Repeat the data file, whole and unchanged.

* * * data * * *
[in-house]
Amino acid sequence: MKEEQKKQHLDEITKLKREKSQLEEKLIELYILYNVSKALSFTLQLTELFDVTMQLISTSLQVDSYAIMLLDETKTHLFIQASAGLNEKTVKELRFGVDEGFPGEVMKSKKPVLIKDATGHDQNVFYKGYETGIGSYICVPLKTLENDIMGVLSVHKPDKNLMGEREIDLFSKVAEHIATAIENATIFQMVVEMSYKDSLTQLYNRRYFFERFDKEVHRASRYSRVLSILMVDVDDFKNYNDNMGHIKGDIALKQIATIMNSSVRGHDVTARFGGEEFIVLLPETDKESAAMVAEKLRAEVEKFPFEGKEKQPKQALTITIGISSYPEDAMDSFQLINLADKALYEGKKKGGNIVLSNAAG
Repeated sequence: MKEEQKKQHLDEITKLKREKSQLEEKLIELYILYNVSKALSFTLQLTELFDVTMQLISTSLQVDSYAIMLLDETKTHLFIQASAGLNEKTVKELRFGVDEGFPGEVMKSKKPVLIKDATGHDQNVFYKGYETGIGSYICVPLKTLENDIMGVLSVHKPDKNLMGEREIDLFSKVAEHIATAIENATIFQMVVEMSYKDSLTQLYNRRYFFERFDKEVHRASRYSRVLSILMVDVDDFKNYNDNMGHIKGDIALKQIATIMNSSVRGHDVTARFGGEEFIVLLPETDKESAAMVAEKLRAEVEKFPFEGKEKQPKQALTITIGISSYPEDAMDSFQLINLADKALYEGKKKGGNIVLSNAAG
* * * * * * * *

[in-house]
Amino acid sequence: MKEEQKKQHLDEITKLKREKSQLEEKLIELYILYNVSKALSFTLQLTELFDVTMQLISTSLQVDSYAIMLLDETKTHLFIQASAGLNEKTVKELRFGVDEGFPGEVMKSKKPVLIKDATGHDQNVFYKGYETGIGSYICVPLKTLENDIMGVLSVHKPDKNLMGEREIDLFSKVAEHIATAIENATIFQMVVEMSYKDSLTQLYNRRYFFERFDKEVHRASRYSRVLSILMVDVDDFKNYNDNMGHIKGDIALKQIATIMNSSVRGHDVTARFGGEEFIVLLPETDKESAAMVAEKLRAEVEKFPFEGKEKQPKQALTITIGISSYPEDAMDSFQLINLADKALYEGKKKGGNIVLSNAAG
Repeated sequence: MKEEQKKQHLDEITKLKREKSQLEEKLIELYILYNVSKALSFTLQLTELFDVTMQLISTSLQVDSYAIMLLDETKTHLFIQASAGLNEKTVKELRFGVDEGFPGEVMKSKKPVLIKDATGHDQNVFYKGYETGIGSYICVPLKTLENDIMGVLSVHKPDKNLMGEREIDLFSKVAEHIATAIENATIFQMVVEMSYKDSLTQLYNRRYFFERFDKEVHRASRYSRVLSILMVDVDDFKNYNDNMGHIKGDIALKQIATIMNSSVRGHDVTARFGGEEFIVLLPETDKESAAMVAEKLRAEVEKFPFEGKEKQPKQALTITIGISSYPEDAMDSFQLINLADKALYEGKKKGGNIVLSNAAG